PRESIDENT OBAMA: Good afternoon, everybody. I just met with my national security team to discuss the situation in Iraq. We've been meeting regularly to review the situation since ISIL, a terrorist organization that operates in Iraq and Syria, made advances inside of Iraq. As I said last week, ISIL poses a threat to the Iraqi people, to the region, and to U.S. interests. So today I wanted to provide you an update on how we're responding to the situation.
First, we are working to secure our embassy and personnel operating inside of Iraq. As President, I have no greater priority than the safety of our men and women serving overseas. So I've taken some steps to relocate some of our embassy personnel, and we've sent reinforcements to better secure our facilities.
Second, at my direction, we have significantly increased our intelligence, surveillance, and reconnaissance assets so that we've got a better picture of what's taking place inside of Iraq. And this will give us a greater understanding of what ISIL is doing, where it's located, and how we might support efforts to counter this threat.
Third, the United States will continue to increase our support to Iraqi security forces. We're prepared to create joint operation centers in Baghdad and northern Iraq to share intelligence and coordinate planning to confront the terrorist threat of ISIL. Through our new Counterterrorism Partnership Fund, we're prepared to work with Congress to provide additional equipment. We have had advisors in Iraq through our embassy, and we're prepared to send a small number of additional American military advisors -- up to 300 -- to assess how we can best train, advise, and support Iraqi security forces going forward.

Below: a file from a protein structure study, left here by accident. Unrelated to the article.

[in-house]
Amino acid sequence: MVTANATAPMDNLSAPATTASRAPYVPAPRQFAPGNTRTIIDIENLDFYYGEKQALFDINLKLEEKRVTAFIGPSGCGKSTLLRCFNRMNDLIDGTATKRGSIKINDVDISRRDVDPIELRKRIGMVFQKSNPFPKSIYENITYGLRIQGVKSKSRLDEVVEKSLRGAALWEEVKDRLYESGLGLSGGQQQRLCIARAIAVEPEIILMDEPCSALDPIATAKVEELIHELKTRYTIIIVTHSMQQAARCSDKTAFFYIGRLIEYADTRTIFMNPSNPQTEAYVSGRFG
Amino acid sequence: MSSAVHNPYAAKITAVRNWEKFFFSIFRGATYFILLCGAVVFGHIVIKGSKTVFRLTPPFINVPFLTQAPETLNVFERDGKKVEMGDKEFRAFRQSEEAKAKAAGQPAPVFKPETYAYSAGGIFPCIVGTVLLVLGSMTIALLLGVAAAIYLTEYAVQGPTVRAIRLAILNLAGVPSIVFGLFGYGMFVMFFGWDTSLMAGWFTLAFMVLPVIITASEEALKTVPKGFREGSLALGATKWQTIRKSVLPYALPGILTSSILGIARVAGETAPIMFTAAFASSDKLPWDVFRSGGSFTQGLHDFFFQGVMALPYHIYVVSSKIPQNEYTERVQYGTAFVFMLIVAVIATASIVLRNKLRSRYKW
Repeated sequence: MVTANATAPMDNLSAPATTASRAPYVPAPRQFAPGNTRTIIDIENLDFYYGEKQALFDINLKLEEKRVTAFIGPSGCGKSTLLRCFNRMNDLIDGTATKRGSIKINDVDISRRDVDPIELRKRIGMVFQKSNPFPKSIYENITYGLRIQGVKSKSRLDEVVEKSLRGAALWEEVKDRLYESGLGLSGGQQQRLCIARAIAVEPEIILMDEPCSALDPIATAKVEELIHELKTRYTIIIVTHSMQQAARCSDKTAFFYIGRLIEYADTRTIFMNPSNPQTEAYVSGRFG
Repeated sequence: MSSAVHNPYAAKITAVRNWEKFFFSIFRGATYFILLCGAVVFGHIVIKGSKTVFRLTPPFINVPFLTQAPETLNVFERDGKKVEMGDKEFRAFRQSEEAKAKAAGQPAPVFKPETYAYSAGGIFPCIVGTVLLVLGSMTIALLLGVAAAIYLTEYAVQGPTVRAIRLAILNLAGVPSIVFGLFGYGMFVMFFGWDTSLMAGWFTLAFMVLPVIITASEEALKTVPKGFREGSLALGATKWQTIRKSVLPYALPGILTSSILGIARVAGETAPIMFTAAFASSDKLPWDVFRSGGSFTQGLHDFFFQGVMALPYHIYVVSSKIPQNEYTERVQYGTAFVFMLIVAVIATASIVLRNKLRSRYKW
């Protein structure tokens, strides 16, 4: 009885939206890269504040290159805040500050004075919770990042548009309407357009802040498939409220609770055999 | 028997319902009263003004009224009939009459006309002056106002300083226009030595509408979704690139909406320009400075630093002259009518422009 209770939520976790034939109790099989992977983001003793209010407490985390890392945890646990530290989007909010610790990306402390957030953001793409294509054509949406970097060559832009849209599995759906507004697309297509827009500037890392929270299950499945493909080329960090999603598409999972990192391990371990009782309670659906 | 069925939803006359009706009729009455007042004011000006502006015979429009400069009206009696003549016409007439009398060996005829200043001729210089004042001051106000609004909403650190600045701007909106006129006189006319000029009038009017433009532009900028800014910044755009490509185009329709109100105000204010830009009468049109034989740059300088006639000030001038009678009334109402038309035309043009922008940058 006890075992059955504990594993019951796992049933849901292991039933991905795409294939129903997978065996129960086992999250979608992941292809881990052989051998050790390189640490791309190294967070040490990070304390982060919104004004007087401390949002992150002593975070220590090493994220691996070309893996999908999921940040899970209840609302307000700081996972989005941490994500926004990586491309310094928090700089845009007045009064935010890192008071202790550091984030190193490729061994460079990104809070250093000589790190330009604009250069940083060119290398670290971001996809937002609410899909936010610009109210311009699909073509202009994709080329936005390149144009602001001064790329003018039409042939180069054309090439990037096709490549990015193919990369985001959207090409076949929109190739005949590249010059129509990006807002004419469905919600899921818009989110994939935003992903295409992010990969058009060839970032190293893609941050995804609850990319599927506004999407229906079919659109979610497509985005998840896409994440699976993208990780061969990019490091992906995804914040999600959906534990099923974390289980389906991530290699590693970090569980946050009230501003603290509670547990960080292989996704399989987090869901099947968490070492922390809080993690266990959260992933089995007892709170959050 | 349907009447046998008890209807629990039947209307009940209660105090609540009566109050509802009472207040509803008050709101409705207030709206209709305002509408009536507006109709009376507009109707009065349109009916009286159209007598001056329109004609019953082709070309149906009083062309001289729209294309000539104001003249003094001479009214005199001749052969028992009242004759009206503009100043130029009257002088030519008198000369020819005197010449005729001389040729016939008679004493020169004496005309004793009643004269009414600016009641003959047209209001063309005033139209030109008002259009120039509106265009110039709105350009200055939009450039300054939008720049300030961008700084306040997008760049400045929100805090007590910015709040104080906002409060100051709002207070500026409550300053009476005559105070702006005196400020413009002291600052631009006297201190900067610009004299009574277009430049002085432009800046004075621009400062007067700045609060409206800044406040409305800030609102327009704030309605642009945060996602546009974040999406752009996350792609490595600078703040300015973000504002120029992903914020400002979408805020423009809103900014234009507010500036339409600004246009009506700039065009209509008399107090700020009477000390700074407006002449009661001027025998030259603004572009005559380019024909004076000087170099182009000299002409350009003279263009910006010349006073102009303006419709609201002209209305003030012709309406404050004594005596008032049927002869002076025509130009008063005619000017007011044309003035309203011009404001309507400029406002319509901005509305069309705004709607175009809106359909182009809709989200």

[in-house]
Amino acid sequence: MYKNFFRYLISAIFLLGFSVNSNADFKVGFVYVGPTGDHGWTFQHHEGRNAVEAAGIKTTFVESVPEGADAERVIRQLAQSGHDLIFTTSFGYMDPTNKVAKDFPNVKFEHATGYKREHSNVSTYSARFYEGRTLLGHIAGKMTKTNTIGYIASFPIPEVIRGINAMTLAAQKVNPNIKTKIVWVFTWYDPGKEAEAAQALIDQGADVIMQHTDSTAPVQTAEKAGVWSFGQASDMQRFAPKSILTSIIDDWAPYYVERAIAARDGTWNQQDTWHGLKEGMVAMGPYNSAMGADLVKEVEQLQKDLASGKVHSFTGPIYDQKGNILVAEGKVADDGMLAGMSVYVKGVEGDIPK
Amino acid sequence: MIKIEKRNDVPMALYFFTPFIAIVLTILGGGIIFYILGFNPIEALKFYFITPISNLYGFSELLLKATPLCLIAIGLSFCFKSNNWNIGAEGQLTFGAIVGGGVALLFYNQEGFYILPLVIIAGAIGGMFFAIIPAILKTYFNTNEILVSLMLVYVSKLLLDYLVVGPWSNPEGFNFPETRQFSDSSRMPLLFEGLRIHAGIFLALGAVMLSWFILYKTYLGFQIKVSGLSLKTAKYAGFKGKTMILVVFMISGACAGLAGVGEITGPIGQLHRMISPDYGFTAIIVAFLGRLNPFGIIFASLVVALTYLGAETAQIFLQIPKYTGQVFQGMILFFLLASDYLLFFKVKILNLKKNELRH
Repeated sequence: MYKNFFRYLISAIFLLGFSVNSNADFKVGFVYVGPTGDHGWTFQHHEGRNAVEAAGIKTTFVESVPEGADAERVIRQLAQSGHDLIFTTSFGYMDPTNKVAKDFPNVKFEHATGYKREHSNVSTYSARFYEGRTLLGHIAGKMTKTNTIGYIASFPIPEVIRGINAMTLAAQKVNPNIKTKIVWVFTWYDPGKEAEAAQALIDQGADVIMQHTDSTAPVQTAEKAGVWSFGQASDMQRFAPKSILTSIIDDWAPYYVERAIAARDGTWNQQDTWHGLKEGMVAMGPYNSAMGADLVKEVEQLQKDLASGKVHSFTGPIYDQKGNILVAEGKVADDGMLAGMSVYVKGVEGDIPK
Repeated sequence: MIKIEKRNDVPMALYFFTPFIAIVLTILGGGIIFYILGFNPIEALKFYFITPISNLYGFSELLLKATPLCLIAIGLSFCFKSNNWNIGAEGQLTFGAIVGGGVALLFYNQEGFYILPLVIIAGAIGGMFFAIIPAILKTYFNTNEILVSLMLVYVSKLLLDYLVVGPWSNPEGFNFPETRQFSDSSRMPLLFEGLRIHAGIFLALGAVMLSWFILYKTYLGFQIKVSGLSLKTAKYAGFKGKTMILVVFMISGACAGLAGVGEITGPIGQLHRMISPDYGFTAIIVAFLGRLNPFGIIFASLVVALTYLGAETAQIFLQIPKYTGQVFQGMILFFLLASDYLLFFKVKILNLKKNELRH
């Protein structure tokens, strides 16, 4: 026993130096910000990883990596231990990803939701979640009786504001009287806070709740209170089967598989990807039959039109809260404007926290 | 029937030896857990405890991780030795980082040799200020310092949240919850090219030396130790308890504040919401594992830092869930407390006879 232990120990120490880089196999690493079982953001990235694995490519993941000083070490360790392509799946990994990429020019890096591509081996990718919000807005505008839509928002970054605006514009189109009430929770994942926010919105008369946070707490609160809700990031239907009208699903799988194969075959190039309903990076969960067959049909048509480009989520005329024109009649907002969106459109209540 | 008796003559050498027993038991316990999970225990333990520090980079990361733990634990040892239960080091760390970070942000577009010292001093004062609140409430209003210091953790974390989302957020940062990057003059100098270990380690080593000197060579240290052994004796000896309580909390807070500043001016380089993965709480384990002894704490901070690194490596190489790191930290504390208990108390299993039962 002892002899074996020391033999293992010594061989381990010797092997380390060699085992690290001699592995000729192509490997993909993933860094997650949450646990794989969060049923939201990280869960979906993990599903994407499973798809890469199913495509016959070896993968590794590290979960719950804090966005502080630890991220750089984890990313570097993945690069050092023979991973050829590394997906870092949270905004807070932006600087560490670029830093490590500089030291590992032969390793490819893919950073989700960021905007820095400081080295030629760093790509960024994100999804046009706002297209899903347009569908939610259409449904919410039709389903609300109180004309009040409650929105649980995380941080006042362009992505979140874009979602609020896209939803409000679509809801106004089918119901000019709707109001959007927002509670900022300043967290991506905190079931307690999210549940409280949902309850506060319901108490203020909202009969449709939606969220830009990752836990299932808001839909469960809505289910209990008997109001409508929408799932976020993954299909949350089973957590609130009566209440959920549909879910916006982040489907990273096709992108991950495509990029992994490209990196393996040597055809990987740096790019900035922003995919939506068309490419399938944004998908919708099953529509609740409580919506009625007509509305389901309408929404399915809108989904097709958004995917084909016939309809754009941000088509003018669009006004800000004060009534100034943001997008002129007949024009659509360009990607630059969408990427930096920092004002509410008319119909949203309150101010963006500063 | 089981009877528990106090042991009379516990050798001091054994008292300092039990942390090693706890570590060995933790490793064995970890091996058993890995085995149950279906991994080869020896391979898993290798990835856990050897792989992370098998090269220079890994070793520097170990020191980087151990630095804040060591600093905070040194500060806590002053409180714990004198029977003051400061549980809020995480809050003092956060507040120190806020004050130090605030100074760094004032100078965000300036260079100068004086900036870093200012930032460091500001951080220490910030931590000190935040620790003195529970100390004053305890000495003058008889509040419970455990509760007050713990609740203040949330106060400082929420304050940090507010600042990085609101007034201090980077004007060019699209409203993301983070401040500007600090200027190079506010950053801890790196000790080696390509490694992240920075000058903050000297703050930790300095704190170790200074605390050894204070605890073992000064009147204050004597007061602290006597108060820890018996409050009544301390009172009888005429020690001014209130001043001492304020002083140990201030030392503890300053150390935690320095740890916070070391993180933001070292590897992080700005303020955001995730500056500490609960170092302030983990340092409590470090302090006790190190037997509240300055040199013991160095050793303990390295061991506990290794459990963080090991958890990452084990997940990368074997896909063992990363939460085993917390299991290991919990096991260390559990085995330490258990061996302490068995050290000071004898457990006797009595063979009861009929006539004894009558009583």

American forces will not be returning to combat in Iraq, but we will help Iraqis as they take the fight to terrorists who threaten the Iraqi people, the region, and American interests as well.
Fourth, in recent days, we've positioned additional U.S. military assets in the region. Because of our increased intelligence resources, we're developing more information about potential targets associated with ISIL. And going forward, we will be prepared to take targeted and precise military action, if and when we determine that the situation on the ground requires it. If we do, I will consult closely with Congress and leaders in Iraq and in the region.
I want to emphasize, though, that the best and most effective response to a threat like ISIL will ultimately involve partnerships where local forces, like Iraqis, take the lead.
Finally, the United States will lead a diplomatic effort to work with Iraqi leaders and the countries in the region to support stability in Iraq. At my direction, Secretary Kerry will depart this weekend for meetings in the Middle East and Europe, where he'll be able to consult with our allies and partners. And just as all Iraq's neighbors must respect Iraq's territorial integrity, all of Iraq's neighbors have a vital interest in ensuring that Iraq does not descend into civil war or become a safe haven for terrorists.
Above all, Iraqi leaders must rise above their differences and come together around a political plan for Iraq's future. Shia, Sunni, Kurds -- all Iraqis -- must have confidence that they can advance their interests and aspirations through the political process rather than through violence. National unity meetings have to go forward to build consensus across Iraq's different communities. Now that the results of Iraq's recent election has been certified, a new parliament should convene as soon as possible. The formation of a new government will be an opportunity to begin a genuine dialogue and forge a government that represents the legitimate interests of all Iraqis.